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Immigrants rights activists march
to support DREAM Act

Immigrants rights activists marched from Post and Market St. to the Civic Center
Thursday to urge Congress and House Speaker Nancy Pelosi to support the DREAM Act.
Photo(s) by John Han

By John Han

July 6, 2007

Immigrants' rights activists marched yesterday from Post and Market St. to San Francisco's Civic Center Plaza to show support for the Development, Relief, and Education for Alien Minors Act. The DREAM Act, as it is known, is a bill which would provide a path to citizenship for students who, despite growing up in the United States, remain illegal immigrants.

The march began with a rally in front of Sen. Diane Feinstein's office and proceeded along Market St. to the Civic Center where they joined with students from all over California on a week long fast to support the DREAM Act. Students came from as far as Orange County, Los Angeles County, Central Valley and San Jose to show their support.

"I feel awesome!" said Rodrigo, a U.C. Berkeley student and one of the twenty six or more students fasting. "The spirit of the people, you know, it's alive - that's what we need. The people's presence is a medicine for me."

Going on the fourth day of his fast, Rodrigo said he's originally from Oaxaca, Mexico and grew up in San Jose. Throughout high school he maintained a 4.0 G.P.A. and graduated as the valedictorian of the class of 2005. He is going on his third year at Berkeley as a Rhetoric major.

"Unfortunately, according to federal government I am not eligible for federal loans nor to work legally. I'm sacrificing my body today as well as other twenty six or more students to urge Nancy Pelosi to take a stand on the DREAM Act this year, for it to be passed."

Under current law, children who were brought to the United States illegally by their parents, or children whose parents tried to immigrate legally but were denied after years of application, derive their legal status solely from their parents, thus also becoming illegal based upon their parent's denial. They cannot work legally in the U.S. even if they have college degrees. Without legal residency, immigrants who might otherwise have been scientists, nurses, teachers, or engineers etc... are forced to settle for menial employment.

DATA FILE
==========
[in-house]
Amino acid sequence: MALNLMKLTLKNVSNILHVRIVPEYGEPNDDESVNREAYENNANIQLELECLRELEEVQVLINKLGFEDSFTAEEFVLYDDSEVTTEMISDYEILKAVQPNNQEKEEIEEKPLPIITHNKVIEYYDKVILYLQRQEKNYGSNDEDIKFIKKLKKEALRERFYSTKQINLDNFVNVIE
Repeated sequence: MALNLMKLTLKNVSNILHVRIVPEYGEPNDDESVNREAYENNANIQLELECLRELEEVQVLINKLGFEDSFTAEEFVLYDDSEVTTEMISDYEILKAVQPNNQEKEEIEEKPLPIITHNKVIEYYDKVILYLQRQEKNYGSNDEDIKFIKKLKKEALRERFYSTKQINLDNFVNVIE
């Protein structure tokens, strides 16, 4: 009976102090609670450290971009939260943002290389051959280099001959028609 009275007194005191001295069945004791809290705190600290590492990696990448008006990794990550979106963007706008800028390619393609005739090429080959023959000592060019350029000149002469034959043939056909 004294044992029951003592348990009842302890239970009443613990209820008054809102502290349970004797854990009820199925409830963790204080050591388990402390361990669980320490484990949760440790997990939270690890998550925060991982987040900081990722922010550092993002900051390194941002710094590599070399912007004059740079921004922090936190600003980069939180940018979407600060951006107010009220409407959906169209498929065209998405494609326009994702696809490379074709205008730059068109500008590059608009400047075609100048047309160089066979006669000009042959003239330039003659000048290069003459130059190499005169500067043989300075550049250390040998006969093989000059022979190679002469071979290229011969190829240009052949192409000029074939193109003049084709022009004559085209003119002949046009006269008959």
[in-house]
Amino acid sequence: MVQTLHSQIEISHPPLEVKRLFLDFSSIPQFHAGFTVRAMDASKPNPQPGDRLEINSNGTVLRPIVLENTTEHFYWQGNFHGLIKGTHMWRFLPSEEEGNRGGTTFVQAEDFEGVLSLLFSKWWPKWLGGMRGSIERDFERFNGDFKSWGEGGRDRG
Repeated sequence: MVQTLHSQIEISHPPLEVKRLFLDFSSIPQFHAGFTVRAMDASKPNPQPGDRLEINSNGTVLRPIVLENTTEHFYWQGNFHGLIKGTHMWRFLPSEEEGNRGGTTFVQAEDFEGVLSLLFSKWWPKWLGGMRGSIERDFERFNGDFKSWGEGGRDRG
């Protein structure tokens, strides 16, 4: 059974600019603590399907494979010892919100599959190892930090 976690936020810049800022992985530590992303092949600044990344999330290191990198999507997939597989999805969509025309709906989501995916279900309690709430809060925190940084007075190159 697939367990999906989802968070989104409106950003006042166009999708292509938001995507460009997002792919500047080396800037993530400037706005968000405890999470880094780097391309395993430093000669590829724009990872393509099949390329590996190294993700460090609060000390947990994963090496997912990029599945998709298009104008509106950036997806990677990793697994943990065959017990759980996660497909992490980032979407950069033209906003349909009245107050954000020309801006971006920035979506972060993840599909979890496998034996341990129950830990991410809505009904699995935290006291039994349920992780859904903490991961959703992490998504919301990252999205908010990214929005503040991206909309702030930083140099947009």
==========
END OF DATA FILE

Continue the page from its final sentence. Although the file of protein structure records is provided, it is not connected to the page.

"I would just hate to see the talents of all the students go to waste." said Miriam D. a U.C. Davis student and faster.

Carlos, a psychology major at Bakersfield College came to San Francisco to join students in the fast as well. "It's the common unity amongst everybody that all we want is a better life and that right is being denied."

Under the DREAM Act however, immigrant students who could meet certain requirements would be able to obtain pathway for legal residency. The requirements would be that they:

- Must have entered the United States before the age of 16.

- Must have lived in the United States at least five years prior to the date of enactment.

- Must have graduated from an American high school or obtained a GED.

- Must demonstrate "good moral character", essentially defined as having no significant criminal record or any drug charges.

It's estimated that over 65,000 immigrants graduate from high schools every year and are able to meet those requirements.

Students who do meet the requirements would be eligible for a temporary six year "conditional status" which would allow them to live in the United States legally, get driver's licenses, go to college as in-state residents, and obtain social security numbers. During the six year period, the student would be required to either (a) graduate from a two-year college, (b) complete two years towards a four-year degree, or (c) serve two years in the U.S. Military. Immigrants who complete any one of these three requirements becomes eligible to apply for permanent legal resident status.

Mark Siverman is an immigration attorney and activist who spoke at the rally. "The DREAM Act is just, it's fair, but it's not for certain that it's gonna win this year because there's been such an increase in hatred fomented mainly by the Rush Limbaugh like radio people. The Republican Party sees a lot of these people as their base and they may oppose any legalization including the legalization for the people of the DREAM Act. So we even have to work harder for the DREAM Act."

He went on to say, "Letting these young people do their professions is in the interest of all of us. It's just, it's fair... it's good for the immigrants, it's good for the students, and it's good for America."




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